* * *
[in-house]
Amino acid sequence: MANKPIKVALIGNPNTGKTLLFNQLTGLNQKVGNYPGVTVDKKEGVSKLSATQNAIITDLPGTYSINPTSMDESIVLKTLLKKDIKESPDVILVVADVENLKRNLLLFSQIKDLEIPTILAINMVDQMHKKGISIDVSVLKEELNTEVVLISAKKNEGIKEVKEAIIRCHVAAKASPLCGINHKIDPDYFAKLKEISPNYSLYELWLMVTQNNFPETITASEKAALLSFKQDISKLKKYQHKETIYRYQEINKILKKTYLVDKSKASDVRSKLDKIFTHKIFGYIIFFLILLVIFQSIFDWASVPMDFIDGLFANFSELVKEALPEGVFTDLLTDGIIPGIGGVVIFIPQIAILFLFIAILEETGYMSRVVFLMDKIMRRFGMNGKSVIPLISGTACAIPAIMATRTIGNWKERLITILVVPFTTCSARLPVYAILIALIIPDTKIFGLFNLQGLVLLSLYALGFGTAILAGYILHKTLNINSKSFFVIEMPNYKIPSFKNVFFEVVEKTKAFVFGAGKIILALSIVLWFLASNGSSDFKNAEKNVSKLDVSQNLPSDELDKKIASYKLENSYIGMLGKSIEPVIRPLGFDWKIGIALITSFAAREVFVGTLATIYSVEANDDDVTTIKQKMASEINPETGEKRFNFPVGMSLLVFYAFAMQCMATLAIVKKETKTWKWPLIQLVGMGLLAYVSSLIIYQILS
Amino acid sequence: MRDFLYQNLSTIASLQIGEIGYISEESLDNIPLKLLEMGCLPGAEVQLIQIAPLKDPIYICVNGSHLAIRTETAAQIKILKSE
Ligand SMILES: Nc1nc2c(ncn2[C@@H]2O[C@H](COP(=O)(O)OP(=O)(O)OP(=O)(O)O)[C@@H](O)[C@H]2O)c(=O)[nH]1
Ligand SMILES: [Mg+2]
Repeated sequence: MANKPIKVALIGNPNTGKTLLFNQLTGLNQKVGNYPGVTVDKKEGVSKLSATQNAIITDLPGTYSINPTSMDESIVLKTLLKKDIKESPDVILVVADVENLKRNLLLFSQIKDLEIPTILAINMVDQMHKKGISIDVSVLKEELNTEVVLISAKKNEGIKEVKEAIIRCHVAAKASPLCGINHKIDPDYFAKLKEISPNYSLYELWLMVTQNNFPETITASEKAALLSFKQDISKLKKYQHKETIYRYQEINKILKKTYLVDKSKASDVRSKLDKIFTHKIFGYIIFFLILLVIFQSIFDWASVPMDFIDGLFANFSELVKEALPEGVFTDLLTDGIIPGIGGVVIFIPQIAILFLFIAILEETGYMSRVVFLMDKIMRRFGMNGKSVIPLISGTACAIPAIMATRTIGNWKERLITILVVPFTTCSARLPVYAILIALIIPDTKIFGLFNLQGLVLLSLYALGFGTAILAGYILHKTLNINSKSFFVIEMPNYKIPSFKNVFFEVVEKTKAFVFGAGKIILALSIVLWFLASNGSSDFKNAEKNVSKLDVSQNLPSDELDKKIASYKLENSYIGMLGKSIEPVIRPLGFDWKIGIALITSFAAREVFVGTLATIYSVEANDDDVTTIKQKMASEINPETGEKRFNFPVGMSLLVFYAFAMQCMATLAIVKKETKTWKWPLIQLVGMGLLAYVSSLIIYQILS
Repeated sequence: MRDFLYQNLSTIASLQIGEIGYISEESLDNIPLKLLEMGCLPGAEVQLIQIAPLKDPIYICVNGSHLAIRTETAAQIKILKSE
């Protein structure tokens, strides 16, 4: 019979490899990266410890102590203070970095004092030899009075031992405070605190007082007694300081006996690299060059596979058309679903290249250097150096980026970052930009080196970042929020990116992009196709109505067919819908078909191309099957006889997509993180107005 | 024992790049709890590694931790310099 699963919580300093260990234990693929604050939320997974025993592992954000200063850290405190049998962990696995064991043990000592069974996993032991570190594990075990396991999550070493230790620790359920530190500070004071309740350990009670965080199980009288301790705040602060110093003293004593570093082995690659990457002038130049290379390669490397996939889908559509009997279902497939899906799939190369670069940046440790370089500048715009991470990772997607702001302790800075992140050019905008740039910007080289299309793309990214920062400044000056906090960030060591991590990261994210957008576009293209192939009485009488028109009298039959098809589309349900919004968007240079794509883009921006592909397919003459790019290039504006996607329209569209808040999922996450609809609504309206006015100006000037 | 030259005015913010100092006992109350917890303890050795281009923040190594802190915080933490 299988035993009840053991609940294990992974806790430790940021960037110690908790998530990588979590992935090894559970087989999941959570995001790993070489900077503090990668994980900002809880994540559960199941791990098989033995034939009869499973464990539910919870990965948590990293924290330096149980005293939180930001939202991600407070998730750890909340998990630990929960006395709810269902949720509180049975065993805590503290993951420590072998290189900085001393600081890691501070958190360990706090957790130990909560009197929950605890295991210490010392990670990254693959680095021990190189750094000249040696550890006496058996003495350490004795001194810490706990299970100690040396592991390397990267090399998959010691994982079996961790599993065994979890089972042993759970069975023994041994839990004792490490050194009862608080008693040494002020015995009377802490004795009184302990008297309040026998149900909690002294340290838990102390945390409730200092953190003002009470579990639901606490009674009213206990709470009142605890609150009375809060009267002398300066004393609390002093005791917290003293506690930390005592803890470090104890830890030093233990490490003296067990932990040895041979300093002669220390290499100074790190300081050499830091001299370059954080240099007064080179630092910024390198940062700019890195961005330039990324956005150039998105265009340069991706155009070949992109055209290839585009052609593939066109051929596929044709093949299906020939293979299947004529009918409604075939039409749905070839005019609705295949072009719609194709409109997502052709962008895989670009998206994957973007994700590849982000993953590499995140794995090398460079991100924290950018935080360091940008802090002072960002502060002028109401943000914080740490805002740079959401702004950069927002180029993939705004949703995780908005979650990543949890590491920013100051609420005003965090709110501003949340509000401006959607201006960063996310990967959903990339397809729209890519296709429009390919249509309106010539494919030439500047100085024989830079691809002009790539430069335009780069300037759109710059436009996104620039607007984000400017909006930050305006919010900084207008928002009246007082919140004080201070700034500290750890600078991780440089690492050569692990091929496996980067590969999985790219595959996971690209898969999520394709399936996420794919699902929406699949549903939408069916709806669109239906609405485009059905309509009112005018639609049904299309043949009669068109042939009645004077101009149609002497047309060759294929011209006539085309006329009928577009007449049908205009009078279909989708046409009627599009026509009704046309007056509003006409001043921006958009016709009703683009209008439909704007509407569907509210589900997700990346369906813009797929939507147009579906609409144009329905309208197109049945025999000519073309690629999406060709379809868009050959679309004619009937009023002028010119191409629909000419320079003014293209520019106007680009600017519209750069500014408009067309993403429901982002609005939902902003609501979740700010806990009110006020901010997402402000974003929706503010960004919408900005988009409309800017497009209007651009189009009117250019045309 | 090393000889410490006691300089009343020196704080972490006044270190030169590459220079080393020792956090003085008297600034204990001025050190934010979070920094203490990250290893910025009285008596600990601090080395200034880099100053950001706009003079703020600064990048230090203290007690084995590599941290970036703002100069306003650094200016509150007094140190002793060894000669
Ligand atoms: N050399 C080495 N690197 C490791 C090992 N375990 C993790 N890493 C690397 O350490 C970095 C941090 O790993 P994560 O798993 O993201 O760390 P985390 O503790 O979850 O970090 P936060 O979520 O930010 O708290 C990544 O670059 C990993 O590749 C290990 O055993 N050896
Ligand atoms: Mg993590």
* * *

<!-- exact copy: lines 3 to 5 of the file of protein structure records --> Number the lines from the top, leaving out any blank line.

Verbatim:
Amino acid sequence: MRDFLYQNLSTIASLQIGEIGYISEESLDNIPLKLLEMGCLPGAEVQLIQIAPLKDPIYICVNGSHLAIRTETAAQIKILKSE
Ligand SMILES: Nc1nc2c(ncn2[C@@H]2O[C@H](COP(=O)(O)OP(=O)(O)OP(=O)(O)O)[C@@H](O)[C@H]2O)c(=O)[nH]1
Ligand SMILES: [Mg+2]